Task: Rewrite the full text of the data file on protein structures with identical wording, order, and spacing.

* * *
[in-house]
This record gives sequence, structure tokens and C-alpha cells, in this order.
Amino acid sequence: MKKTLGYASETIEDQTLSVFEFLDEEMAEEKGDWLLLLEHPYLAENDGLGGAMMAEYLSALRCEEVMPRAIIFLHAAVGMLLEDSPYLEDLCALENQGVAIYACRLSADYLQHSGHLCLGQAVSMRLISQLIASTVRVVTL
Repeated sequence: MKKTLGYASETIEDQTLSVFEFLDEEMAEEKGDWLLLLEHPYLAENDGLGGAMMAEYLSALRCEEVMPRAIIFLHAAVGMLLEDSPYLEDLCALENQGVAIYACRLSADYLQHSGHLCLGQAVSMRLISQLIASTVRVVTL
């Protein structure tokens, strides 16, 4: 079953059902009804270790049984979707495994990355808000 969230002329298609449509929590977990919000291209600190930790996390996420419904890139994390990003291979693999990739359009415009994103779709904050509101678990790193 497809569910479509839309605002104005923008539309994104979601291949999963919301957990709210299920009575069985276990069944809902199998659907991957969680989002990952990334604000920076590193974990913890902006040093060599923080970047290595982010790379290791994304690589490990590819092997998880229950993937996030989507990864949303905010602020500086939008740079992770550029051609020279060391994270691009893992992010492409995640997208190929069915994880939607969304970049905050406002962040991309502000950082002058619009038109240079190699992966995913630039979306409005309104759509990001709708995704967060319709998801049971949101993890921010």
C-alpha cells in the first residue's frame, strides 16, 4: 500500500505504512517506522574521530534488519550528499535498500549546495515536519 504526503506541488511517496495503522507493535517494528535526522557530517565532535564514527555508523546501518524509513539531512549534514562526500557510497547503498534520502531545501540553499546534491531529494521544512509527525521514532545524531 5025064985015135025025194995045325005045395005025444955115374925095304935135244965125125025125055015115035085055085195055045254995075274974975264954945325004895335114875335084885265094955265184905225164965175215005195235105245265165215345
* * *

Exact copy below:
[in-house]
This record gives sequence, structure tokens and C-alpha cells, in this order.
Amino acid sequence: MKKTLGYASETIEDQTLSVFEFLDEEMAEEKGDWLLLLEHPYLAENDGLGGAMMAEYLSALRCEEVMPRAIIFLHAAVGMLLEDSPYLEDLCALENQGVAIYACRLSADYLQHSGHLCLGQAVSMRLISQLIASTVRVVTL
Repeated sequence: MKKTLGYASETIEDQTLSVFEFLDEEMAEEKGDWLLLLEHPYLAENDGLGGAMMAEYLSALRCEEVMPRAIIFLHAAVGMLLEDSPYLEDLCALENQGVAIYACRLSADYLQHSGHLCLGQAVSMRLISQLIASTVRVVTL
């Protein structure tokens, strides 16, 4: 079953059902009804270790049984979707495994990355808000 969230002329298609449509929590977990919000291209600190930790996390996420419904890139994390990003291979693999990739359009415009994103779709904050509101678990790193 497809569910479509839309605002104005923008539309994104979601291949999963919301957990709210299920009575069985276990069944809902199998659907991957969680989002990952990334604000920076590193974990913890902006040093060599923080970047290595982010790379290791994304690589490990590819092997998880229950993937996030989507990864949303905010602020500086939008740079992770550029051609020279060391994270691009893992992010492409995640997208190929069915994880939607969304970049905050406002962040991309502000950082002058619009038109240079190699992966995913630039979306409005309104759509990001709708995704967060319709998801049971949101993890921010």
C-alpha cells in the first residue's frame, strides 16, 4: 500500500505504512517506522574521530534488519550528499535498500549546495515536519 504526503506541488511517496495503522507493535517494528535526522557530517565532535564514527555508523546501518524509513539531512549534514562526500557510497547503498534520502531545501540553499546534491531529494521544512509527525521514532545524531 5025064985015135025025194995045325005045395005025444955115374925095304935135244965125125025125055015115035085055085195055045254995075274974975264954945325004895335114875335084885265094955265184905225164965175215005195235105245265165215345